The ‘killing’ of Mohammed al Durah was swallowed uncritically by the western media, despite the manifold unlikeliness and contradictions which were apparent from the start, because it accorded with the murderous prejudice against Israel which is the prism through which the Middle East conflict is habitually refracted. This scandal has the most profound implications not just for the media, not just for the Middle East conflict but for the western world’s relationship to reason, which seems to grow more tenuous by the day.

Prof. Landes and Philippe Karsenty spoke outside the courtroom about the video evidence presented and omitted which confirm "the al-Dura hoax."

Boston University Professor Richard Landes, who has viewed all the original footage of the alleged shooting that day, attended France2 TV News' Charles Enderlin's subpoenaed evidence footage. Coverage from Augean Stables:

"Then we viewed the rushes with a preamble and running commentary by Enderlin, with comments by Karsenty. It was something of a circus. But it did give me an insight into how Enderlin’s mind works. He explained about Sharon’s provocative visit to the Temple Mount on the 28th, and the riots that ensued on the 29th in the West Bank, and how everyone expected the rioting to spread to Gaza the next day, “because that’s how it works.”

And sure enough, when we see the tapes, we see scene after scene of people being evacuated into ambulances. We don’t see them hit, we don’t see their injuries, but we do see them taken to ambulances, and Enderlin explains: “The Israelis are firing with rubber bullets.” Now there’s no evidence that the Israelis are firing. But because Enderlin expects violence, when he sees Palestinians evacuated in ambulances, he concludes that they have been shot by Israelis.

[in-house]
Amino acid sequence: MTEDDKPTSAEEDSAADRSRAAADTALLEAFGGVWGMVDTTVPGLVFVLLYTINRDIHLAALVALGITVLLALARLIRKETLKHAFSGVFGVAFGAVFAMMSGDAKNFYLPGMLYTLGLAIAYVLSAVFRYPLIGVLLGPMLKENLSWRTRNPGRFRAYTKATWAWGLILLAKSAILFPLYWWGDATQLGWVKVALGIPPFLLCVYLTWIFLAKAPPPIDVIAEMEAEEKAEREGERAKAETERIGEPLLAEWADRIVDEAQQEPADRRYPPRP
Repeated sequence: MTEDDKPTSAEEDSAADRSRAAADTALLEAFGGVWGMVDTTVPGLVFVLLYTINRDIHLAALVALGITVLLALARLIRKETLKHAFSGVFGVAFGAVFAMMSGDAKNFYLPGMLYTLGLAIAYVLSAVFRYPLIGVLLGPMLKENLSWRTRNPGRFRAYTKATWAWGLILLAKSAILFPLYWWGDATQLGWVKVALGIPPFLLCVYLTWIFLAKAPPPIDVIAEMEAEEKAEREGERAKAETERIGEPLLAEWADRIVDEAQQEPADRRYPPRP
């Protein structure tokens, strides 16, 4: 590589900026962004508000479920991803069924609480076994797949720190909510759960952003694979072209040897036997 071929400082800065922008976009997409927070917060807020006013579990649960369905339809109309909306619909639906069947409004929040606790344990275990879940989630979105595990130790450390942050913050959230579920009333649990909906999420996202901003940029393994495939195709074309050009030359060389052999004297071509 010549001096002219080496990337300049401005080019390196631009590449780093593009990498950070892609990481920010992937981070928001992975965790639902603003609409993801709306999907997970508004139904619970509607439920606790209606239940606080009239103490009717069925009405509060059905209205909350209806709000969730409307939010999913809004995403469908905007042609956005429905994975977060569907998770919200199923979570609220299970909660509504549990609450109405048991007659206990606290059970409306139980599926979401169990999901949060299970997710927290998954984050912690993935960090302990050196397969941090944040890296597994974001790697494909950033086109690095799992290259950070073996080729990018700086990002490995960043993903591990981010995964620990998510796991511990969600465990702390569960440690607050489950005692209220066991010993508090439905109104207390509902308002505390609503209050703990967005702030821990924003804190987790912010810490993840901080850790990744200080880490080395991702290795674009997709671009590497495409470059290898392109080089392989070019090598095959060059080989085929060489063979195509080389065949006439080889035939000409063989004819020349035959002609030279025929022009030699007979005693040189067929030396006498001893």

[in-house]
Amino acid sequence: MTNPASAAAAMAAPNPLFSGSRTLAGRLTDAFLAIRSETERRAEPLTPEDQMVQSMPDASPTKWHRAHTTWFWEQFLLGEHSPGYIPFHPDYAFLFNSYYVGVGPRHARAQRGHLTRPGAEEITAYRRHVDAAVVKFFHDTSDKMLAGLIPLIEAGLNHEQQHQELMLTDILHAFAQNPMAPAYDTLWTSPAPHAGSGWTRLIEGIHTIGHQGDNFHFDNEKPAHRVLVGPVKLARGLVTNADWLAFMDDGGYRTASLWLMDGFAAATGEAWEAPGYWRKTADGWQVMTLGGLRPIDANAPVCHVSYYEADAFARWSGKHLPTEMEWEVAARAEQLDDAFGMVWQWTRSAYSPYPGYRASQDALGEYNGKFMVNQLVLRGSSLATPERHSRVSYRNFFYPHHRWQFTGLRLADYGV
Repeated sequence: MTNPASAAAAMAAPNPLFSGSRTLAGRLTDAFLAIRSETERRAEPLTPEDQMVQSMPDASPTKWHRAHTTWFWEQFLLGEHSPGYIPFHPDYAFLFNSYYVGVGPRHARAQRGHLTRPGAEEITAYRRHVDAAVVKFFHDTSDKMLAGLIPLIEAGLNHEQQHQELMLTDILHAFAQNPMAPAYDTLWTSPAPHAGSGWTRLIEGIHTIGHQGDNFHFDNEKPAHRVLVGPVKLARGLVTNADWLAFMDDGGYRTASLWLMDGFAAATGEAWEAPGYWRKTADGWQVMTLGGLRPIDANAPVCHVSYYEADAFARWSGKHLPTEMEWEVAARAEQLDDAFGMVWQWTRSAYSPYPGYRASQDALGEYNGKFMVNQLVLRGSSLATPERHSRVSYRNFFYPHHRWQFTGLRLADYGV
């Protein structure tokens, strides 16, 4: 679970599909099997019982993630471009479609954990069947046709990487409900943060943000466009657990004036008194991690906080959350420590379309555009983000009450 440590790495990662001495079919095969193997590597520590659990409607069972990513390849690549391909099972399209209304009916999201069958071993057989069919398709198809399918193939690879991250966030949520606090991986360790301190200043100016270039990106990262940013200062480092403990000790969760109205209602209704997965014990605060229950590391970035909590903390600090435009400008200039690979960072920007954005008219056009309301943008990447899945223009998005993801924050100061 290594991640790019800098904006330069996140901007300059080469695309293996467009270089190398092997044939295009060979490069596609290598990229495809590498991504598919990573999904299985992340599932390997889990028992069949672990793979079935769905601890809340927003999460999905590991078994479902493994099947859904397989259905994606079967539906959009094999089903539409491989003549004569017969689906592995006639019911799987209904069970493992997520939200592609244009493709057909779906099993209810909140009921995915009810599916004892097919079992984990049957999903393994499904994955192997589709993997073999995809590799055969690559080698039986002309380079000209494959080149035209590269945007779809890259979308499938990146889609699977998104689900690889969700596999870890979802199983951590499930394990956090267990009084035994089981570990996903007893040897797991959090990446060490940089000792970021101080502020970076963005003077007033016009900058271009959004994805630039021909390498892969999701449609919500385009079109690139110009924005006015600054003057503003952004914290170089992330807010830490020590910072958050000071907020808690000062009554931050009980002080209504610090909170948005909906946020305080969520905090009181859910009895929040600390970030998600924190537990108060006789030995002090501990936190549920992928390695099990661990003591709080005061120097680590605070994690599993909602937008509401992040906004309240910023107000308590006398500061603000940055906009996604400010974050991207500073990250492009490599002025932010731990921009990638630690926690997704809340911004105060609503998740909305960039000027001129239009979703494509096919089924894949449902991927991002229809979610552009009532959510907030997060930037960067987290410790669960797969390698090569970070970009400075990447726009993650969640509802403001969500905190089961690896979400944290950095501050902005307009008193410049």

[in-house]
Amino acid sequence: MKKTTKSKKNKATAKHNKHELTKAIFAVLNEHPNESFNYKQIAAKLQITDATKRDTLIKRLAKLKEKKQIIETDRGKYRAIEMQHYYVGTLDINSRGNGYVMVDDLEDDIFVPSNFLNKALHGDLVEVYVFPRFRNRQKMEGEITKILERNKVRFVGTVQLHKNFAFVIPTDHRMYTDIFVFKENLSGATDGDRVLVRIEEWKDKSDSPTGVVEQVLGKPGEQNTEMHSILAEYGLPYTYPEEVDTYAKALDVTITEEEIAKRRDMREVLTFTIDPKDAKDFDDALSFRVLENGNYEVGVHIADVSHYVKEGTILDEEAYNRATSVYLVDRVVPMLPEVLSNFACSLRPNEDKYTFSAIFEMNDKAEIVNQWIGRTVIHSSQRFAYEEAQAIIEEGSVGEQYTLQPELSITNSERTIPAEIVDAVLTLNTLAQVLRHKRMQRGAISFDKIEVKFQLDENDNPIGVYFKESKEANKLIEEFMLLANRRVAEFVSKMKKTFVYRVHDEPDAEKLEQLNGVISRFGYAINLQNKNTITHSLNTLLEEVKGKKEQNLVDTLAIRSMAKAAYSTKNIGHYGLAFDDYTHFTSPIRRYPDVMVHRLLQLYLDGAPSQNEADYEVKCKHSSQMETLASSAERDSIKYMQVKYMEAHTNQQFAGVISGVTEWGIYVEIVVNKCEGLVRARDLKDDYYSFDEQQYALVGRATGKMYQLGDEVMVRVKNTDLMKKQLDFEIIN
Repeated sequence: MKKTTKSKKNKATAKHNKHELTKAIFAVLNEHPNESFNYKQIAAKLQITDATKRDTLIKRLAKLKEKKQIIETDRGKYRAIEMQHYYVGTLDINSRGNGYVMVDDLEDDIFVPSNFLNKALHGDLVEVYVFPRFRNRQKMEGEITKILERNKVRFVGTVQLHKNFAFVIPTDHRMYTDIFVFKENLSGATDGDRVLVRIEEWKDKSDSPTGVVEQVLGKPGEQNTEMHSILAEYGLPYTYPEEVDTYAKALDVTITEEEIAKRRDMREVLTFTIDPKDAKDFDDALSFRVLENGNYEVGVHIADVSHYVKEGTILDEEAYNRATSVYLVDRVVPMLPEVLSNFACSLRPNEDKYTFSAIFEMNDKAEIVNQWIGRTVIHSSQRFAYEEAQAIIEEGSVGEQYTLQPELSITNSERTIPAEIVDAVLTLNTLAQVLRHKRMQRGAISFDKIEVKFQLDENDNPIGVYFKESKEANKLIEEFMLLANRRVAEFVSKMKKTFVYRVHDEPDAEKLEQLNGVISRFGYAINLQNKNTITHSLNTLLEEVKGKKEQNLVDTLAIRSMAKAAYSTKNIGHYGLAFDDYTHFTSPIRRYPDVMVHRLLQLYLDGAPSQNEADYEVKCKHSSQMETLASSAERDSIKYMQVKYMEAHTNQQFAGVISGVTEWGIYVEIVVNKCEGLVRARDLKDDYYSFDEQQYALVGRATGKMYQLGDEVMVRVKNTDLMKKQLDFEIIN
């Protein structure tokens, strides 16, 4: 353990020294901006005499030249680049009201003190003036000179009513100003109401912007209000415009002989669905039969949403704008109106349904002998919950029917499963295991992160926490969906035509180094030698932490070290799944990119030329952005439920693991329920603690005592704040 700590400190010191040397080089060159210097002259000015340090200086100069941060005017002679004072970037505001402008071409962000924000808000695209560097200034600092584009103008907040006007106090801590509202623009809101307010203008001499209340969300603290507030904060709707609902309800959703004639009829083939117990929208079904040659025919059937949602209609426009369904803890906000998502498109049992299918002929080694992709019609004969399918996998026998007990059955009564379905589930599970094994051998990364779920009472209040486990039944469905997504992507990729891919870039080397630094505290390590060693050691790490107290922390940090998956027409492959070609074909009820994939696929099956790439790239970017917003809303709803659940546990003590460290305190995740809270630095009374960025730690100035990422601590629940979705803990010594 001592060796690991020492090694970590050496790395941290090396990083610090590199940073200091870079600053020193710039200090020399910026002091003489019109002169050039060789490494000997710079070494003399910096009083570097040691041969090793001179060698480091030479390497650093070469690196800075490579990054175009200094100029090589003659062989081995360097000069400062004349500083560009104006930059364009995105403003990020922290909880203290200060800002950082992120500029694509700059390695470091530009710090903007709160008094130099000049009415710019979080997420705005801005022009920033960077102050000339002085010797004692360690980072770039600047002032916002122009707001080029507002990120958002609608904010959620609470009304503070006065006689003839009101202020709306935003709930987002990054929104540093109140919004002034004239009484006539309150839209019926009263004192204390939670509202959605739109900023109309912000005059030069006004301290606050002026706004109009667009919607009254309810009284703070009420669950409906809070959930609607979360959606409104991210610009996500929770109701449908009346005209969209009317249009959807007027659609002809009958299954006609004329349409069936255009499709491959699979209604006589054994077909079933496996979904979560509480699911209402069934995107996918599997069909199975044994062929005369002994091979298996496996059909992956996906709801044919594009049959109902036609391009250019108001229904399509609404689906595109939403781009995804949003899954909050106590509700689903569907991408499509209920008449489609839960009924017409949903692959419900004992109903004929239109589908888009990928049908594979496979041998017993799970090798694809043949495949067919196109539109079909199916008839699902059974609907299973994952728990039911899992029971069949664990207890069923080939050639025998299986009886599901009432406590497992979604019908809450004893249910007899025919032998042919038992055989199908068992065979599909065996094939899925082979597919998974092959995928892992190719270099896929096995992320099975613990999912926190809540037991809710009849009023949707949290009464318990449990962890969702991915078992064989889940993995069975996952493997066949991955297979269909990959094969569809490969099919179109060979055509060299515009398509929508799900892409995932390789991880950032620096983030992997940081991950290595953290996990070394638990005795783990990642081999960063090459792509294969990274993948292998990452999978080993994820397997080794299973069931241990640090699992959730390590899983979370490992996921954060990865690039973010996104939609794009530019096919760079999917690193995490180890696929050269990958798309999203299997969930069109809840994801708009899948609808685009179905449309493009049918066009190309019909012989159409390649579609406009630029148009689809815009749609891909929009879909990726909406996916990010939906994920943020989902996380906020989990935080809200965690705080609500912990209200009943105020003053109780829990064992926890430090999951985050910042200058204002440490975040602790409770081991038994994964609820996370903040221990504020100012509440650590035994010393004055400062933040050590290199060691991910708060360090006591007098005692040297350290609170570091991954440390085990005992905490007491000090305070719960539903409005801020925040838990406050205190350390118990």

Most of the material was inconclusive or boring, and I patiently waited for the material I’d seen. Then, at about 15 minutes on the time code, Enderlin announces that there will be a break and we will see the final scenes. That’s when I knew he had cut the scenes. Sure enough, the screen went blank, and then began the final three minutes...
Now there are at least two scenes that I remember specifically, one of which we have documented by Reuters. One scene that wasn’t there I described as follows:

At another point, a boy faked a leg injury, but instead of drawing big kids who could pick him up and rush him past the cameramen to an ambulance, he only attracted little kids. He shooed them away, looked around, and, seeing that no one was coming to evacuate him, straightened up and walked away without a limp.

Indeed this scene provoked a snort from the Israeli cameraman working for France2 who was watching the film with me and Enderlin at the time.

When I asked him why, he said, “because it looks so fake.”

“That’s my impression as well,” I responded.

Enderlin commented, “Oh, they do that all the time. It’s their cultural style. They exaggerate.”

“But if they do it all the time, why couldn’t they have staged Al Durah?” I asked.

“Oh, they’re not good enough.”

Now ultimately, this is my (B.U. Prof. Richard Landes') word (and possibly, if they remember and have the courage to come forward, those of Denis Jeambar and Daniel Leconte), against Enderlin.

But the second piece I remember is actually documented by Reuters (video sequence).

Past photographers, among whom we find Talal abu Rahmah, with his France2 equipment.

Talal is in close, for maximum effect. Note the fellow on the far left who’s in for the ride. He’s seen smiling in the video.

And then run back right in front of the Israeli position (where he was presumably shot) and loaded on the ambulance right in front of the Israelis.

Israeli position in the background. No one is afraid of being hit by them.